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Before I Sleep describes a day in the life of a fictional physician, John Galen, who not surprisingly resembles its author. Through encounters with diverse patients in Galen’s practice, the book makes apparent that a doctor’s care demands not only knowledge of anatomy, biochemistry, physiology, and pathology but also compassion, commitment, and love. The book captures how demanding the profession of medicine is on physicians and their families while showing the many daily special treasures they receive from patients.
     Through multiple patient vignettes, the reader discovers the tremendous cultural, ethnic, and socioeconomic diversity Dr. Galen must understand if he is to be able to treat patients effectively. Wit and humor are needed to help this doctor, his colleagues, and patients get through the day. Indeed, those traits are needed for all doctors.
     I believe this book will serve to remind future generations of physicians of the life of a superb internist and the way care was given during the last half of the 20th century. It depicts the life of excellence, commitment, discipline, and management of time for the patient, the profession, and one’s own family and self.
     This book shows medicine like it really is, and it recognizes the delicate interplay of the science and art of medicine. In the current era of managed care, less time for comprehensive patient care, and increasing paperwork, physicians like Dr. Galen may no longer exist. It is the responsibility of the profession, the public, third-party payers, and the government to work out new ways to ensure that the patients of the future will be as fortunate as those who were cared for by the fictional Dr. Galen and his author, Dr. William Waters.

By Jack Shulman, senior adviser, curriculum, Emory School of Medicine
"Maybe the elephants handle it a little better. They have a certain place they go when it’s time to die. All the elephants seem to know about this place. When one goes there nobody bothers him. Certainly nobody resuscitates him, presses on his chest, shocks him, sticks needles into him, gets blood gas determinations on him. He can die in serene, if elephantine splendor.... The elephant burial ground is the only place where one can die—guaranteed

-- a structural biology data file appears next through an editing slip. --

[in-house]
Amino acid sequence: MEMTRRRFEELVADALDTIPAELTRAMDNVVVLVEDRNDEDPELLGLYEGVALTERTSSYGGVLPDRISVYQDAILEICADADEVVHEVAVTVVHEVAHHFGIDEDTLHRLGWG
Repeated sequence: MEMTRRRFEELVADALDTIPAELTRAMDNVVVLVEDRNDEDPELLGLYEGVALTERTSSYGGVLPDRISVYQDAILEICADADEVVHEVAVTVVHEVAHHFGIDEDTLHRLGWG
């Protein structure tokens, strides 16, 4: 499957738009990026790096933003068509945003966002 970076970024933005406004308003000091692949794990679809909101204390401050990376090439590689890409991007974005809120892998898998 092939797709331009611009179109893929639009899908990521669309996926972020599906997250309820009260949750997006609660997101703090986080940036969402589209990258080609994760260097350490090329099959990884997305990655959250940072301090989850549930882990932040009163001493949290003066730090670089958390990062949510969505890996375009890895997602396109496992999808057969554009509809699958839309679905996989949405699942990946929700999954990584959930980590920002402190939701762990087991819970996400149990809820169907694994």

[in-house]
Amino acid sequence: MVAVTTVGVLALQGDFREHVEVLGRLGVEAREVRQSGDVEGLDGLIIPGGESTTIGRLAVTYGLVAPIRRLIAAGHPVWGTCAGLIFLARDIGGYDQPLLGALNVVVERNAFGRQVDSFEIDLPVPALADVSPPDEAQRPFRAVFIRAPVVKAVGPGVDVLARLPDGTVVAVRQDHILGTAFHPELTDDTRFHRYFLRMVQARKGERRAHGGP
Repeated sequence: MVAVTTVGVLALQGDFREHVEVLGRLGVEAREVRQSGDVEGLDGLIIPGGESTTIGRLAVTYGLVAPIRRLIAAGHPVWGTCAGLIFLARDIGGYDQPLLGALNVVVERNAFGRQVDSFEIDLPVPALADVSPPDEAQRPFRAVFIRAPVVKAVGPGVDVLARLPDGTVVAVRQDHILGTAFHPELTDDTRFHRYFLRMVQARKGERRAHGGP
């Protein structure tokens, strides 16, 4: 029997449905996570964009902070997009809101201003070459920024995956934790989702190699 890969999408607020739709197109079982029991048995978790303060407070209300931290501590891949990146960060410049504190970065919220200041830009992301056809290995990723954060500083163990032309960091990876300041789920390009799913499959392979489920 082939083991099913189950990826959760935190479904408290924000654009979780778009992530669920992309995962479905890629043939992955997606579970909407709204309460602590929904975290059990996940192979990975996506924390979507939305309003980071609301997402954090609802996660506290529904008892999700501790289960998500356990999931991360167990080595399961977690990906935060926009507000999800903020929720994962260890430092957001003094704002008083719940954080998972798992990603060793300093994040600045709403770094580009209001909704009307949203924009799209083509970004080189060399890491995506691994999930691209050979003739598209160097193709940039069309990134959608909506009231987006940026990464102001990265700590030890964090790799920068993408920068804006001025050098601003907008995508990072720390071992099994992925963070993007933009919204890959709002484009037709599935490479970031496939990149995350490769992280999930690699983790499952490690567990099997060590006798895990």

—undisturbed; the hospital is the only place where—guaranteed—you can’t."
"It is characteristic of teaching that the receiving end is 90% of the process. You can convey the same ideas, say the same words, use the same inflections, keep the same gestures—and the results will vary 1:10 depending on the condition of the listening apparatus. The finest grass seed, broadcast widely over a parched plain, will expire without further biologic ceremony. Water the ground first, till it, make sure all the critical minerals and nitrogen are present, and the cheapest brand of fescue will germinate lasciviously.
     So with learning. Give a monotonous lecture, crammed with facts, and count the glazed eyes."
"The physician prescribes restoratives for the patient; the patient himself is the restorative for the physician. The grateful smile is addicting.... If, like the cocaine freak, you have a small empty place in your spiritual anatomy; if you are not quite whole but must fill the vacuum daily—who knows, you may become a doctor, my son.... You will do your work with secret rapture. You will complain about your hours, to be sure, but with tongue firmly embedded in cheek. You will groan loudly about inadequate reimbursement for cognitive services and government intervention and DRGs and HMOs. But you will carefully never admit to the authorities what every true physician-addict knows so well: you would pay to do this."


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